Researchers at Queen's University develop a novel, scalable and low-cost process to produce defect-free graphene nanoplatelets

Researchers at Queen’s University in Kingston, Canada have developed a simple yet effective exfoliation process for producing few-layer graphene nanoplatelets (FL-GNPs). Utilizing this one-step, chemical and solvent-free process the researchers were able to convert graphite flakes (+100 mesh, purity >97%) into FL-GNPs at a high yield (90%) and to subsequently form thermoplastic/FL-GNPs composites with improved electrical and mechanical properties.

Queens University FL-Graphene TEM photo TEM image of isolated FL-GNP

The exfoliated graphene nanoplatelets had a high specific surface area (325 m2/g), an aspect ratio above 500 (approximate lateral dimensions of 2µm and thickness of 3.5 nm), and a Raman D/G ratio of 0.3; indicating a structure with few defects. The flexural modulus of polyamide/FL-GNP composites containing 15 volume % FL-GNPs improved from 1850 MPa to 5,080 MPa while the electrical conductivity rose from 5x10-14 S/m to 21 S/m. Surface-coating the FL-GNPs through the addition of a coating agent during the last stages of the exfoliation process rendered the FL-GNPs more hydrophilic, thus, forming stable dispersions in water.

Urbix Resources to build a purification plant in Vietnam

Urbix Resources logo imageAiming to ramp up their international operations, Urbix Resources will reportedly work with Hanoi-based Vietnam Graphite Group to build a 70,000 tonne purification plant in Vietnam. The Vietnamese purification plant will be situated within VGG’s graphite mining operations in North Western Vietnam and will serve customers in Japan and the surrounding region.

The facility is scheduled for stage one completion in late 2020. It is anticipated the purification plant will have the capability of achieving revenues exceeding US $200 million annually once the second stage is completed the following year. It appears that the plant will be used to produce, among other materials, graphene oxide and graphene nanoplatelets.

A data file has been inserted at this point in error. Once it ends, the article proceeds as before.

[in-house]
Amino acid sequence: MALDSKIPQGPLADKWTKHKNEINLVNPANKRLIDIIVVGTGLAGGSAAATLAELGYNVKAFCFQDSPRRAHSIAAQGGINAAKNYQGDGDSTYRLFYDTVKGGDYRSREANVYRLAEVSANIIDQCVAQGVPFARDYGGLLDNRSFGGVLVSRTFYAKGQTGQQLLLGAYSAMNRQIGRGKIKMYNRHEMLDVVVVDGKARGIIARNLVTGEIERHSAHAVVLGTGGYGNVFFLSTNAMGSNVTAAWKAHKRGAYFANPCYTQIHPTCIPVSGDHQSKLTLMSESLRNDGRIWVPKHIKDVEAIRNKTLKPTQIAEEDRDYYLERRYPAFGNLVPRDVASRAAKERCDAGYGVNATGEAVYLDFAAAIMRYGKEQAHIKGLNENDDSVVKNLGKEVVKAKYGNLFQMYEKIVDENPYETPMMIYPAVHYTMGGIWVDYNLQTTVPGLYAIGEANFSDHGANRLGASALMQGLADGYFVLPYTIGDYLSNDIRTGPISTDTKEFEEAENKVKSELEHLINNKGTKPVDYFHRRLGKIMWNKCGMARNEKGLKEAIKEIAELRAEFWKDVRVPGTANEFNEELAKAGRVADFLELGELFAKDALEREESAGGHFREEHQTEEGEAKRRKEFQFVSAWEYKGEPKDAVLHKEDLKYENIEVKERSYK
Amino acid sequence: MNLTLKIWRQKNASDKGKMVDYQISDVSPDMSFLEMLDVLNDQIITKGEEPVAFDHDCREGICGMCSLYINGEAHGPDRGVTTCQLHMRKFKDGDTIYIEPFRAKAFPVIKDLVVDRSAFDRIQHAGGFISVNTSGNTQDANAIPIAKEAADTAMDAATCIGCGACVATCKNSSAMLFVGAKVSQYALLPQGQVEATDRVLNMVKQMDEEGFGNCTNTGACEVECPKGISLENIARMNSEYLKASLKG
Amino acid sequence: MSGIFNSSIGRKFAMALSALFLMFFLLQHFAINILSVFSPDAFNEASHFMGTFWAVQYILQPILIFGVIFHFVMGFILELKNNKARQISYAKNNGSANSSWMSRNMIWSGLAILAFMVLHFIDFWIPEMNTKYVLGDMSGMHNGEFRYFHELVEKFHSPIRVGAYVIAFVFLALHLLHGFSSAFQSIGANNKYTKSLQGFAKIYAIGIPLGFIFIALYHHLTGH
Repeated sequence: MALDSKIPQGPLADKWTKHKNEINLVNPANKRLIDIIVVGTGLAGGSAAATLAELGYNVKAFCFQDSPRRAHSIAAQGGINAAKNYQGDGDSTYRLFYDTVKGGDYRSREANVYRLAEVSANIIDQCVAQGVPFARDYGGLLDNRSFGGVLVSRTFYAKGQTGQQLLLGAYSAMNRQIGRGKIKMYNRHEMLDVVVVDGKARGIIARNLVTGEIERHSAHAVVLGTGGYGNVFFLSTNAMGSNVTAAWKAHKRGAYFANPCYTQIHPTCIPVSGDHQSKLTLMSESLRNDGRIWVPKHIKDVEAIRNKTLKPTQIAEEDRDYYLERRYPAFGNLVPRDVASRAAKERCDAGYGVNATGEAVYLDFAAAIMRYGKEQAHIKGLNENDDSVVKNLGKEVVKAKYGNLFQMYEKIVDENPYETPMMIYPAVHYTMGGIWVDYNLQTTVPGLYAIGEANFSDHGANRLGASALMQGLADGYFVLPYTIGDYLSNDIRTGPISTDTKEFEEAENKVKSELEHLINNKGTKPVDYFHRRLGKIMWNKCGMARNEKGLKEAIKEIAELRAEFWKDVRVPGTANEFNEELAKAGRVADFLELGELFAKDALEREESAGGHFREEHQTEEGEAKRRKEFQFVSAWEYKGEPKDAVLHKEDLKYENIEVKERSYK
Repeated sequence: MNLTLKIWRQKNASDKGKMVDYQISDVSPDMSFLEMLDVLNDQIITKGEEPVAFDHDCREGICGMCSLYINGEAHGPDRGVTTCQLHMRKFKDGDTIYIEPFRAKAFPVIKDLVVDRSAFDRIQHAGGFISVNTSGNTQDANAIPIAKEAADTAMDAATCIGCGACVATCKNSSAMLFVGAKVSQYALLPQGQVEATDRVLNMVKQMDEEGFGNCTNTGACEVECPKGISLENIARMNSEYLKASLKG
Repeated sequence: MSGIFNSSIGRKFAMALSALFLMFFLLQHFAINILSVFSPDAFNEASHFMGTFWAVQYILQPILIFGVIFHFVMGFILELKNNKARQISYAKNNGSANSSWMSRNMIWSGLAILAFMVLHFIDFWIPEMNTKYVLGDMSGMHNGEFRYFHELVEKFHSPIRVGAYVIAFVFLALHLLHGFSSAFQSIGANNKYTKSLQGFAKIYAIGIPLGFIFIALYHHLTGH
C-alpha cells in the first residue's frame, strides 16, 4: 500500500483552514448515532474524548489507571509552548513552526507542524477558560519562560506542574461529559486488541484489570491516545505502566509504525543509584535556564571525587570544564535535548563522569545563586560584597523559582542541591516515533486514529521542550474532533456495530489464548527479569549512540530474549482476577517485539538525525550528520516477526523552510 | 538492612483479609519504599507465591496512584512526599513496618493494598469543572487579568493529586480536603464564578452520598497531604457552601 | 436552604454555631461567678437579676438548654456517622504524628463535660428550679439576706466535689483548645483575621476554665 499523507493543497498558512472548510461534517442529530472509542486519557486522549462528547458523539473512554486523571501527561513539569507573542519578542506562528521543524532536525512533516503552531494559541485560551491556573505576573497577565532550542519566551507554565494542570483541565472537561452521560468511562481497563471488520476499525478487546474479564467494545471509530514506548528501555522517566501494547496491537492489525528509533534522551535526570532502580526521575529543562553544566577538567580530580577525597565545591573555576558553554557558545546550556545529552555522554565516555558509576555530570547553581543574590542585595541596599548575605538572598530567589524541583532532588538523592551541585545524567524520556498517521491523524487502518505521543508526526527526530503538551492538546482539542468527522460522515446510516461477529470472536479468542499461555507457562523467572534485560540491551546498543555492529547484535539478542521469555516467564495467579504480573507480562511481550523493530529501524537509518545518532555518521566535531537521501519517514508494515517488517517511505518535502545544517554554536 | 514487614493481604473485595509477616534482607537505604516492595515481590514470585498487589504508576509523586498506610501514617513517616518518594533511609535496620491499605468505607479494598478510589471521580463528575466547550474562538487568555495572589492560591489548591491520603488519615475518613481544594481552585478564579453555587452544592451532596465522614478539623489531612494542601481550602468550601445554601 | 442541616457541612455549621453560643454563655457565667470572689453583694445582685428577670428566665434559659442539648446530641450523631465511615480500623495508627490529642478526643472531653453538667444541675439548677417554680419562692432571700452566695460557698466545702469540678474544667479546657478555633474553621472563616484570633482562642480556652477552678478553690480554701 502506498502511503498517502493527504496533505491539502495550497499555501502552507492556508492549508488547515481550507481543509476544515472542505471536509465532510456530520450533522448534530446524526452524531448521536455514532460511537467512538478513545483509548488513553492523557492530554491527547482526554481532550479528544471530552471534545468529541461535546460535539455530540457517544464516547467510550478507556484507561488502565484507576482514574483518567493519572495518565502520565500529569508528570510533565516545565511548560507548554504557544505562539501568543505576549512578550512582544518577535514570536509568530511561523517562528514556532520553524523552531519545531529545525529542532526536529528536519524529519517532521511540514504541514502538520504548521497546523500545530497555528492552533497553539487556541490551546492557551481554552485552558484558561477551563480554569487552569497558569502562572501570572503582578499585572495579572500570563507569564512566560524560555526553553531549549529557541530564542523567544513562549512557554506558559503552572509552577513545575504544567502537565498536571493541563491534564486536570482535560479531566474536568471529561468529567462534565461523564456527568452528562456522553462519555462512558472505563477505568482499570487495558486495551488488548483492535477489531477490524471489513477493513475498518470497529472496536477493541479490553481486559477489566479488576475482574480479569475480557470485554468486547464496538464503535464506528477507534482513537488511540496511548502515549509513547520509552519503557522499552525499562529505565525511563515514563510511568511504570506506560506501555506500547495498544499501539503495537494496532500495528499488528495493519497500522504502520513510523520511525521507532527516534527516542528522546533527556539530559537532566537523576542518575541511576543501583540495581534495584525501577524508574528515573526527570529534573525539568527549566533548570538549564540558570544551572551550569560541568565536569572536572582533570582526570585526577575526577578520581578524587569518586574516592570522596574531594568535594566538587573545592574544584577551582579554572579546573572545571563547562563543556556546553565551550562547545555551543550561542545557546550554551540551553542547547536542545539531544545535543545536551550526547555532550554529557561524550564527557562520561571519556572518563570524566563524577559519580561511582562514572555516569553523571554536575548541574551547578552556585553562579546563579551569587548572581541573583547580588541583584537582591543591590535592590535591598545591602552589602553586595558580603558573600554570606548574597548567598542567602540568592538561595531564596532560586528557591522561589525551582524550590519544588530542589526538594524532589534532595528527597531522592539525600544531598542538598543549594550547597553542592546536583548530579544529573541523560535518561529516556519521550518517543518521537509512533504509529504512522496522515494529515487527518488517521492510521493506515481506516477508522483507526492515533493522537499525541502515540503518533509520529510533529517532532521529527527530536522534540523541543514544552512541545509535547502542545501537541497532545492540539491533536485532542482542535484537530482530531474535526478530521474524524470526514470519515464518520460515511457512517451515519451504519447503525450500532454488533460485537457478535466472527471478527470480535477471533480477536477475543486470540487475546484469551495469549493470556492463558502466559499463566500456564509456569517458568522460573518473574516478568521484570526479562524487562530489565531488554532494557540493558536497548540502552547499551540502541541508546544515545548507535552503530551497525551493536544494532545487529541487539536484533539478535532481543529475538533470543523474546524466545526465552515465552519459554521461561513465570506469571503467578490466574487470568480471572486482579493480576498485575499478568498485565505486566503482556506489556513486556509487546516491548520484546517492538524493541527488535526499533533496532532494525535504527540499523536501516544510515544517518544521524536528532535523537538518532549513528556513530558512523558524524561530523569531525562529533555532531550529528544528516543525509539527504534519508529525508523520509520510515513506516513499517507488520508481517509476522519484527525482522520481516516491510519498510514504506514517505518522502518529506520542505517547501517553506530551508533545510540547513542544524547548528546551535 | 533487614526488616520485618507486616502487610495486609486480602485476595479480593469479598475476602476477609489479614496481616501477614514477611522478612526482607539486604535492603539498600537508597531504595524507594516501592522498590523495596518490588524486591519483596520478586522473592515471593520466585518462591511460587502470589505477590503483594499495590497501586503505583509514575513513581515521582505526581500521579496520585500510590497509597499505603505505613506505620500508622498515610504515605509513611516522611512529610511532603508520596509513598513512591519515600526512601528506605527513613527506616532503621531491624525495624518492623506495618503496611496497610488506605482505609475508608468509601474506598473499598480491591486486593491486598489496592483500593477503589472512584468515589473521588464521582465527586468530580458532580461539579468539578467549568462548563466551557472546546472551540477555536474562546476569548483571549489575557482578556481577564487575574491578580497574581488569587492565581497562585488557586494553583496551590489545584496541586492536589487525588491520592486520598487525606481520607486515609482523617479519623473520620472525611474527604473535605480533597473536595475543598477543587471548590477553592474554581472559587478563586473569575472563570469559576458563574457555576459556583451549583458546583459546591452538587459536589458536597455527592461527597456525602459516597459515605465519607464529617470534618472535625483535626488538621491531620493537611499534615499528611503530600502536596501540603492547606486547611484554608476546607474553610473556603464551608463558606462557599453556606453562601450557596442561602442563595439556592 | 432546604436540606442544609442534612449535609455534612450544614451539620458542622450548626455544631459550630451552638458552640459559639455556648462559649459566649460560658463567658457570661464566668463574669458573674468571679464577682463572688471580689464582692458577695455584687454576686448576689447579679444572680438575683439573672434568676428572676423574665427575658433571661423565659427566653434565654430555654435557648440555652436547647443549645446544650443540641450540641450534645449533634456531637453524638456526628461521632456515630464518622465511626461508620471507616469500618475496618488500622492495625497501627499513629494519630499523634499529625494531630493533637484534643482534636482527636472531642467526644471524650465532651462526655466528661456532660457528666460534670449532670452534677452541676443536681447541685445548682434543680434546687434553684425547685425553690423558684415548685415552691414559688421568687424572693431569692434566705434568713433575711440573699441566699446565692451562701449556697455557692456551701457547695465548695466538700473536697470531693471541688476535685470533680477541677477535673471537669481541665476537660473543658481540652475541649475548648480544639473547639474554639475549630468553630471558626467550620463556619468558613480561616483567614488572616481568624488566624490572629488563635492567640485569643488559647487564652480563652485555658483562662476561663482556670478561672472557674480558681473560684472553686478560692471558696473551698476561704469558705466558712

Versarien updates on AECOM collaboration

Versarien, the advanced materials engineering group, has announced that it has signed a supply agreement to provide Versarien's new graphene enhanced polymer range to AECOM for a current infrastructure project.

This supply agreement follows the collaboration Versarien entered into with AECOM, a US headquartered and Fortune 500 company. This collaboration covered a project that AECOM and Versarien have been undertaking involving the incorporation of Versarien's graphene nano-platelets into large scale polymer structures used in civil infrastructure projects, with a view to increasing their structural strength.

Versarien receives graphene order for fire retardant aircraft interior parts

Versarien LogoVersarien has announced that it has received an order for the supply of Versarien's graphene nano platelets to a design and manufacturing company for use in fire retardant aircraft interior parts for a major global airline.

The order is for an initial 1 kg of the Company's graphene nano platelets and it is anticipated that further orders will be received to fulfill the end-customers' contract. The specific aircraft interior parts have reportedly gained the necessary certification from a USA-based, Federal Aviation Administration (FAA) certified, fire testing laboratory.

Bionic mushroom interacts with bacteria and graphene to generate electricity

In a recent study, researchers from the Stevens Institute of Technology in the U.S have come up with an original idea - they designed a bionic mushroom that uses graphene to produce electricity. More accurately, the researchers have generated mushrooms patterned with energy-producing bacteria and an electrode network.

Bionic mushroom generates electricity image

Many examples of organisms that live closely together and interact with each other exist in nature. In some cases, this symbiotic relationship is mutually beneficial. The research team wanted to engineer an artificial symbiosis between button mushrooms and cyanobacteria. In their vision, the mushroom would provide shelter, moisture and nutrients, while bacteria 3D-printed on the mushroom's cap would supply energy by photosynthesis. Graphene nanoribbons printed alongside the bacteria could capture electrons released by the microbes during photosynthesis, producing bio-electricity.

Versarien - Think you know graphene? Think again! Versarien - Think you know graphene? Think again!